(C) 2011 Published by Elsevier Masson SAS “
“Acquired von Wi

(C) 2011 Published by Elsevier Masson SAS.”
“Acquired von Willebrand’s Disease (AvWD) is a rare disease with a clinical pattern similar to the congenital disorder that typically presents later in life in patients with no prior history of prolonged bleeding. It has been shown to be related to a number of common medical conditions including lymphoproliferative and myeloproliferative diseases, cardiovascular disease, immunological disorders, neoplasia, drugs, and miscellaneous disorders. We present 2 cases where post- and interoperative hemorrhage were the initial sign of AvWD and a previously

undiagnosed hypothyroid condition was the precipitating 17DMAG mw factor. There are no similar cases reported within the dental literature. We highlight the importance Selleck OICR-9429 of taking a medical history and bleeding history in all patients about to undergo oral surgery, periodontal surgery, or implant placement. Increased vigilance is suggested when patients, who have been otherwise well, present with abnormal bleeding problems as this may be a manifestation

of an underlying undiagnosed disease. (Oral Surg Oral Med Oral Pathol Oral Radiol Endod 2010;110:337-340)”
“Study Design. An experimental study using a sheep cervical spine interbody fusion model.

Objective. To compare allogeneic mesenchymal precursor cells combined with hydroxyapatite and tricalcium phosphate (HA/TCP) with HA/TCP alone or iliac crest autograft (AG) for cervical interbody fusion.

Summary of Background Data. We investigated the effect of mesenchymal precursor cells on cervical fusion because of the shortcomings of using iliac crest (donor site morbidity), bone substitute (poor osteoinductive properties), and bone morphogenic proteins (serious complications).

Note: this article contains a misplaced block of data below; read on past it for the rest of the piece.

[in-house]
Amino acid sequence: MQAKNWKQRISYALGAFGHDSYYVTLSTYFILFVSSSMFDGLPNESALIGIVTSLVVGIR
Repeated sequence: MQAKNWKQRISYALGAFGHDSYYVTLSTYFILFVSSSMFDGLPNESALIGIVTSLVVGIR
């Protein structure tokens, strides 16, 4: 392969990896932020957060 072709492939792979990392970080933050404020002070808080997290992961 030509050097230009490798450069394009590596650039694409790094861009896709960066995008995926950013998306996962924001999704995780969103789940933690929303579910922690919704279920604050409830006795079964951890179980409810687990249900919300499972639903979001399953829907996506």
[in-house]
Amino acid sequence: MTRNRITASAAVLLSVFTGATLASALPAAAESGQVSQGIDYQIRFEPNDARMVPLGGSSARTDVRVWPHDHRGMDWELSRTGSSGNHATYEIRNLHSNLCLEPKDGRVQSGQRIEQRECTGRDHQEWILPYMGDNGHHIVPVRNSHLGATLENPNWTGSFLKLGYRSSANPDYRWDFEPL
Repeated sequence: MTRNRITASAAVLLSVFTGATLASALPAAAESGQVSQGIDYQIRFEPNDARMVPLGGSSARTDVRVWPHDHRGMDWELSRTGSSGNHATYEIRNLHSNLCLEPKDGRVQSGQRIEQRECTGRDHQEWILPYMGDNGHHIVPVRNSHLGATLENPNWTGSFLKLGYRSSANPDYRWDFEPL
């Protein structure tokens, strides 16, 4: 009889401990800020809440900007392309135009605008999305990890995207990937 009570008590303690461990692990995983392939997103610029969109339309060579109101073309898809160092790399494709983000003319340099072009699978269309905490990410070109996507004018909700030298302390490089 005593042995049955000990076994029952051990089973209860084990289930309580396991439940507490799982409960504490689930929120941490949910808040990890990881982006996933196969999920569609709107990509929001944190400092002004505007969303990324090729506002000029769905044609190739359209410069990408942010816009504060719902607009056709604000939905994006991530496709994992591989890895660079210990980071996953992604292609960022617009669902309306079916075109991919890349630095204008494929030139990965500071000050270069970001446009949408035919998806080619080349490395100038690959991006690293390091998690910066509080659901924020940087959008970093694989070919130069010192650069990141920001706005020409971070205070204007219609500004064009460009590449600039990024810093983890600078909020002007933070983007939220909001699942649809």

Methods. Thirty ewes were divided randomly into four groups of six having C3-C4 anterior cervical discectomy and fusion using a Fidji cage packed with, AG, HA/TCP, HA/TCP containing 5 million MPCs, and HA/TCP containing 10 million MPCs. MPCs were derived from a single

batch of immuno-selected Cediranib clinical trial and culture-expanded MPCs isolated from bone marrow of out-bred sheep. The fifth group were nonoperated controls. Safety, fusion parameters, and biomechanics were assessed.

Results. No cell-related adverse events were observed. No significant differences were found between the five or 10 million MPC groups. Evaluation of fusion by CT scan at 3 months showed that 9 of 12 (75%) MPC-treated animals had continuous bony bridging compared with only 1 of 6 AG and 2 of 6 HA/TCP (P = 0.019 and P = 0.044, respectively). By quantitative CT, density of new bone in MPC-treated animals was 121% higher than in HA/TCP (P = 0.017) and 128% higher than in AG (P < 0.0001). Functional radiology at 3 months revealed that MPC-treated animals had significantly reduced macromotion at C3/4 compared with AG and HA/TCP groups combined (P = 0.007).


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